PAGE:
A consumer proposal can be used to pay off consumer debt that’s under $250,000. It uses an authorized professional to negotiate a payment deal between you and your creditors.
This means that consumer proposals offer you some legal and emotional protection from creditors and debt collectors. All debt collectors have to stop contacting you once it’s applied for.
If a consumer proposal is approved, you will only interact with the authorized professional who is administering the process.
Consumer proposals are another way to pay off debt and get yourself back on the right track. This guide covers some pros and cons that will help you decide if it’s right for you.
How does a consumer proposal work?
A consumer proposal is a legally binding agreement made between a debtor and a creditor. In it, the debtor agrees to pay a certain percentage of what’s owed and to do so within five years. The debtor then sends the payments directly to the proposal administrator who pays the creditors.
The consumer proposal process is administered by a Licensed Insolvency Trustee or LIT. An LIT is a federal authorization granted to qualified financial professionals. LITs used to be known as bankruptcy trustees.
LITs are authorized to take care of the entire process. They formalize the agreement and facilitate the payments. So, you won’t need to go to a judge, arbitrator, or another legal professional.
Once a consumer proposal agreement is made, there should be no more contact between a debtor and the creditor. This makes consumer proposals a great option for anyone struggling with multiple creditors or debt collectors. It can get them off your back.
Will a consumer proposal pay off debt?
A consumer proposal can be used to pay off a collection of unsecured debt that’s between $5,000 and $250,000. However, you usually end up paying back less than you owe. That’s the great thing about these options.
How much do you pay back in a consumer proposal?
The amount you pay back depends on your creditors, your financial abilities, and how good your LIT is.
However, you can end up paying back 20 to 50% of what you owe.
Does consumer proposal affect sponsorship?
No. A consumer proposal doesn’t affect your ability to sponsor someone in any way. That’s one thing that it has over filing for bankruptcy.
Consumer Proposal versus Bankruptcy versus Debt Settlement
Here’s a quick breakdown of key differences between consumer proposals, bankruptcy proceedings, and debt settlements. If you want a more detailed comparison of consumer proposal vs bankruptcy, see here.
- It’s calculated based on income and assets
- You forfeit assets that aren’t legally exempt
- You lose the ability to sponsor someone to Canada
- You can get a first-time bankruptcy for as little as $1,000
- Lasts 9 months or 21 months, based on income
- Stays on a credit report for 7 years after completion
- Your assets aren’t at risk
- You can keep your tax refund
- Is negotiated to get the payment you want
- Stays on a credit report for 3 years after completion
- Creditors are prohibited from contacting you once it’s filed and can’t contact you while it’s active
- Deb settlement companies aren’t government regulated and lack the protections offered by consumer proposals
- Debt settlement companies aren’t required to make regular debt payments on your behalf
- Debt settlement companies aren’t legally required to find the best debt relief option for you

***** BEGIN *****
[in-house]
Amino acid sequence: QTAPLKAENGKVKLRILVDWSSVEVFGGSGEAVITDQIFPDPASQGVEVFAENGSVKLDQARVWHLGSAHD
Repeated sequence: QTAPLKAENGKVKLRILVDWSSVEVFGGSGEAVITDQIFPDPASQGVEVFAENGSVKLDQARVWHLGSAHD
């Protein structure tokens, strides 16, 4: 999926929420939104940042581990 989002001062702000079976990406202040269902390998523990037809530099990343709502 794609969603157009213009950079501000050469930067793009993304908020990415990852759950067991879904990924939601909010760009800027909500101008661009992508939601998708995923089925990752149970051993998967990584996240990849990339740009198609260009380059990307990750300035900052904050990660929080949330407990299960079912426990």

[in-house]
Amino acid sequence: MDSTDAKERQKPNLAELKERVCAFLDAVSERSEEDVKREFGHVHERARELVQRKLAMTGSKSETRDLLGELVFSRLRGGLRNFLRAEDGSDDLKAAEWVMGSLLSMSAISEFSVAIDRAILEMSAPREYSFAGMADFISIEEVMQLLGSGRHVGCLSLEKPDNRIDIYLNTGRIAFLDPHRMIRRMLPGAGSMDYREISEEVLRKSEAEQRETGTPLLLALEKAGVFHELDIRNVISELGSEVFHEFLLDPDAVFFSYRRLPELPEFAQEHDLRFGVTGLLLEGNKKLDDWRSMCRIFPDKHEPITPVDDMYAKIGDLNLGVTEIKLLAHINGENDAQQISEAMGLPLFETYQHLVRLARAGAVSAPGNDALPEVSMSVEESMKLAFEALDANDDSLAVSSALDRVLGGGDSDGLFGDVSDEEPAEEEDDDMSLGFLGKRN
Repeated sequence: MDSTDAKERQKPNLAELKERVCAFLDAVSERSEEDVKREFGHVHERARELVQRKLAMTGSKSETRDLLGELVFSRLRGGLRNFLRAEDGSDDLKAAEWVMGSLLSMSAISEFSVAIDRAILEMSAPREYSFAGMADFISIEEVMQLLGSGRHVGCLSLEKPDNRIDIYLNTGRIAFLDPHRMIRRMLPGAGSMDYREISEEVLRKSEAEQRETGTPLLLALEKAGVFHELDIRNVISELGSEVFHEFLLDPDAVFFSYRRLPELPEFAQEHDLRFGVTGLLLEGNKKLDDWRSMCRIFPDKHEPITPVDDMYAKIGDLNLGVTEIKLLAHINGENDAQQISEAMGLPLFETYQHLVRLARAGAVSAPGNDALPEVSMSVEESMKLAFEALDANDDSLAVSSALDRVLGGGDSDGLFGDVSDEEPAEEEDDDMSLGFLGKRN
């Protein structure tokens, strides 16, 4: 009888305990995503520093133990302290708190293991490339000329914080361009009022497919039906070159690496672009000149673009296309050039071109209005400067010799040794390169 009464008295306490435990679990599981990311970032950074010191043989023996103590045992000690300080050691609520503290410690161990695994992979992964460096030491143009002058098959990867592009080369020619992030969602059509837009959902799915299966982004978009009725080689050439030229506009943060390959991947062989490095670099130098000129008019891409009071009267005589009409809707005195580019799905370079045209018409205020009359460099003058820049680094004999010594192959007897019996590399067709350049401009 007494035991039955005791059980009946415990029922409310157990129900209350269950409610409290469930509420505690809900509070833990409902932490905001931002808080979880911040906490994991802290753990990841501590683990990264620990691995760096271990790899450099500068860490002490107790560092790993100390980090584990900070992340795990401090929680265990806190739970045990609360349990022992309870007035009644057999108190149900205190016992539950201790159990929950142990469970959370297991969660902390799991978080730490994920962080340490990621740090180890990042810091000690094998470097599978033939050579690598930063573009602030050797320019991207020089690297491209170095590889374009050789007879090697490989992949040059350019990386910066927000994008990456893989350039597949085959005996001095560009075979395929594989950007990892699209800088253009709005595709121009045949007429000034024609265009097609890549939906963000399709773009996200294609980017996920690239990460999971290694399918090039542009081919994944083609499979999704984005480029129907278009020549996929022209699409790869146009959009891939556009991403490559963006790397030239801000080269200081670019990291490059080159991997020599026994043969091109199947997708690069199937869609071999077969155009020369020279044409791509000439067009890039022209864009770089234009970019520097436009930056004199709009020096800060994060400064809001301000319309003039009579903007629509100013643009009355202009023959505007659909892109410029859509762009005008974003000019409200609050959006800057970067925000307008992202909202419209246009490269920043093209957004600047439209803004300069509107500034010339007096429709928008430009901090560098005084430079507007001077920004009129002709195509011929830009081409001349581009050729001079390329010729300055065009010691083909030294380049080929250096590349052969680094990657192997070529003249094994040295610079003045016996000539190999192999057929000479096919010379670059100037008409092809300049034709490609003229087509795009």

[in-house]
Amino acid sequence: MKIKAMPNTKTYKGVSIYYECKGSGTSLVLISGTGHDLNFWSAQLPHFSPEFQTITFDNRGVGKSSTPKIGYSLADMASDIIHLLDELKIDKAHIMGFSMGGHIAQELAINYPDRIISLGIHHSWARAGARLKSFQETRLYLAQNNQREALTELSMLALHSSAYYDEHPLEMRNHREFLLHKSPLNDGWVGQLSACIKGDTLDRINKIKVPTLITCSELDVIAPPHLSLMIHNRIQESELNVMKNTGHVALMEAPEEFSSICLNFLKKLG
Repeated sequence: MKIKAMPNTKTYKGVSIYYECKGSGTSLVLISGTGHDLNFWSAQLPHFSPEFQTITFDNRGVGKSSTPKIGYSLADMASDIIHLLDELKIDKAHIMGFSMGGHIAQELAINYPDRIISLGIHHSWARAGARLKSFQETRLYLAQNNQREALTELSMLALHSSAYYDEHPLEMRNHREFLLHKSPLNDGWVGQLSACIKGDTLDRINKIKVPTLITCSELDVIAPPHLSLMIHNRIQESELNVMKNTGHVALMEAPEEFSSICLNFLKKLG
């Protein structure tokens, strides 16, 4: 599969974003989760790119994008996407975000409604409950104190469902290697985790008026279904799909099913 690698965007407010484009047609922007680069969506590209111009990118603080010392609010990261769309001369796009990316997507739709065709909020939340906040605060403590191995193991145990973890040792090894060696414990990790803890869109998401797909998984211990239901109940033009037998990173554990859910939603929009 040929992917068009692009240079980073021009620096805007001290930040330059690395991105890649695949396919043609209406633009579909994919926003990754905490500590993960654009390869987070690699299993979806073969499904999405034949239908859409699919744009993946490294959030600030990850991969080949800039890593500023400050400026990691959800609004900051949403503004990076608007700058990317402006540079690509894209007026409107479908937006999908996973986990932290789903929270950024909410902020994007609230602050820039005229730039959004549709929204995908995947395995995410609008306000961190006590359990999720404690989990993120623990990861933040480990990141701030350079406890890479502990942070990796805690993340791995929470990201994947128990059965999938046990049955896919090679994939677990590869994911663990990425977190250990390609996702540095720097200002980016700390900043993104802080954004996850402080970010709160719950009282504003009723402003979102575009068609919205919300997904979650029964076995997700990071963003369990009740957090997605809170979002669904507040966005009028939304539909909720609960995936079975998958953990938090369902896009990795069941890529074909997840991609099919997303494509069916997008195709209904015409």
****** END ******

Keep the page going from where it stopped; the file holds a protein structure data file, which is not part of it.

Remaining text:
- Charges fees up to 15% of debt payments
- Often ends up damaging your credit scores when creditors report late payments during the informal process
- Often have to collect a lump sum payment which is used to settle the debt
- A debt settlement stays on your credit report for 6 years
- This process doesn’t prevent creditors from contacting you
Who is a consumer proposal best suited for?
Before we get to who this is best suited for, here’s how to qualify for a consumer proposal.
- You are a Canadian resident or property owner
- You are financially insolvent – meaning you owe more than you are worth or can’t keep up with your debt payments
- Unsecured debt (not including a mortgage on your principal residence) that’s over $5,000 but under $250,000 if filing alone or under $500,000 if filing with another person (such as a spouse)
- You can’t afford to pay back all of your debt and consider it unmanageable
- You have a stable income and can meet certain payments every month
- You don’t have any previous proposals that are still open or active
That’s what it takes to become eligible for this debt repayment option. But is a consumer proposal worth it for you?
Here are a few situations that we think these repayment agreements are ideal for.
- Do you have a lot of interest built up? Structuring an agreement for lower payments can be worth it.
- Do you have several creditors who are aggressively harassing you even when you can make the payments? A consumer proposal will get them off your back.
- Are you employed and making a steady income, but find yourself with debt that ballooned out of control? A consumer proposal can make that manageable.
- Are you considering filing for bankruptcy, but want to protect your assets or ability to sponsor someone to Canada? A consumer proposal will be preferable.
How long does a consumer proposal stay on the credit report?
A consumer proposal will stay on your credit report for three years from when you finish paying it off or six years from when it is filed, whichever comes sooner.
Can you get credit while in a consumer proposal?
Yes, a consumer proposal allows you to access certain forms of credit while you are in it. You can get vehicle financing, credit cards, and other loans while in the process.
That doesn’t mean it’s easy. Your ability to access car loans and other forms of revolving credit will depend on your ability to pay while in the proposal, along with the creditor’s willingness to extend it to you. It’s fairly common for car loans to come with higher interest rates during consumer proposals.
The credit cards involved in the consumer proposal will have to be closed during the process. But there’s nothing prohibiting you from opening a new one – if you qualify.
A secured credit card can be acquired during a consumer proposal. It’s always convenient to have a credit card on hand and this will retain your ability to pay by credit without allowing you to spend excessively.
Another form of credit you will have access to is a loan to pay off the consumer proposal. These are extended by private creditors.